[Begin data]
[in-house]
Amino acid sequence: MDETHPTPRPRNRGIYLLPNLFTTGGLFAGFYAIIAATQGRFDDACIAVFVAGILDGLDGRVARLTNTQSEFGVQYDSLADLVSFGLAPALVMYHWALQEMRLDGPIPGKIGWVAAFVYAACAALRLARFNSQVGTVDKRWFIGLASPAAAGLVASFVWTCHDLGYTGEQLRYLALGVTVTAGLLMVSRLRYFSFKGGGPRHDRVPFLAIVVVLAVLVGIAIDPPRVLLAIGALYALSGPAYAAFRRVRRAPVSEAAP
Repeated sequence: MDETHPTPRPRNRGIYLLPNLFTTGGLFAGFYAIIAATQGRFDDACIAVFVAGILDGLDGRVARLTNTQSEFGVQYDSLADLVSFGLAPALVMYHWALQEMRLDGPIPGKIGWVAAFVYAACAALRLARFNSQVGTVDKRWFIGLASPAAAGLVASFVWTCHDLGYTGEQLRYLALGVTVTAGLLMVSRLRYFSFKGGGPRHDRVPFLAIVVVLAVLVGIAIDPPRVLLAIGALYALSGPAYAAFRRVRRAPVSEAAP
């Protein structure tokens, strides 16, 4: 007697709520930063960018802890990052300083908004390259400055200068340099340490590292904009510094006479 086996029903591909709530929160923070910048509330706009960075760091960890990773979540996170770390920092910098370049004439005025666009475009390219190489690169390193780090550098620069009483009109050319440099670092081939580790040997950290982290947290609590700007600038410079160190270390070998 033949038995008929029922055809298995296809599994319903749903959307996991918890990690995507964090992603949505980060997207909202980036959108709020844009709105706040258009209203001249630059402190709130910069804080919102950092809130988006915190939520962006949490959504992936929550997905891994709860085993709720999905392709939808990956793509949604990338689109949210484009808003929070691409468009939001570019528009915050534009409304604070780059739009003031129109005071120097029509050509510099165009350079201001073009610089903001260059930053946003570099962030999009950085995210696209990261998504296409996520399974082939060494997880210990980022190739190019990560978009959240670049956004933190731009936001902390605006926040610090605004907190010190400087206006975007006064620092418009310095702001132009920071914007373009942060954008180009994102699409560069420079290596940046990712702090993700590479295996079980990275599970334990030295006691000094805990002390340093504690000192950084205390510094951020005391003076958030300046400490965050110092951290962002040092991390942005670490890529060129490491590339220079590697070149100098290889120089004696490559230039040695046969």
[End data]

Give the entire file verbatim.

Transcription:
[in-house]
Amino acid sequence: MDETHPTPRPRNRGIYLLPNLFTTGGLFAGFYAIIAATQGRFDDACIAVFVAGILDGLDGRVARLTNTQSEFGVQYDSLADLVSFGLAPALVMYHWALQEMRLDGPIPGKIGWVAAFVYAACAALRLARFNSQVGTVDKRWFIGLASPAAAGLVASFVWTCHDLGYTGEQLRYLALGVTVTAGLLMVSRLRYFSFKGGGPRHDRVPFLAIVVVLAVLVGIAIDPPRVLLAIGALYALSGPAYAAFRRVRRAPVSEAAP
Repeated sequence: MDETHPTPRPRNRGIYLLPNLFTTGGLFAGFYAIIAATQGRFDDACIAVFVAGILDGLDGRVARLTNTQSEFGVQYDSLADLVSFGLAPALVMYHWALQEMRLDGPIPGKIGWVAAFVYAACAALRLARFNSQVGTVDKRWFIGLASPAAAGLVASFVWTCHDLGYTGEQLRYLALGVTVTAGLLMVSRLRYFSFKGGGPRHDRVPFLAIVVVLAVLVGIAIDPPRVLLAIGALYALSGPAYAAFRRVRRAPVSEAAP
């Protein structure tokens, strides 16, 4: 007697709520930063960018802890990052300083908004390259400055200068340099340490590292904009510094006479 086996029903591909709530929160923070910048509330706009960075760091960890990773979540996170770390920092910098370049004439005025666009475009390219190489690169390193780090550098620069009483009109050319440099670092081939580790040997950290982290947290609590700007600038410079160190270390070998 033949038995008929029922055809298995296809599994319903749903959307996991918890990690995507964090992603949505980060997207909202980036959108709020844009709105706040258009209203001249630059402190709130910069804080919102950092809130988006915190939520962006949490959504992936929550997905891994709860085993709720999905392709939808990956793509949604990338689109949210484009808003929070691409468009939001570019528009915050534009409304604070780059739009003031129109005071120097029509050509510099165009350079201001073009610089903001260059930053946003570099962030999009950085995210696209990261998504296409996520399974082939060494997880210990980022190739190019990560978009959240670049956004933190731009936001902390605006926040610090605004907190010190400087206006975007006064620092418009310095702001132009920071914007373009942060954008180009994102699409560069420079290596940046990712702090993700590479295996079980990275599970334990030295006691000094805990002390340093504690000192950084205390510094951020005391003076958030300046400490965050110092951290962002040092991390942005670490890529060129490491590339220079590697070149100098290889120089004696490559230039040695046969």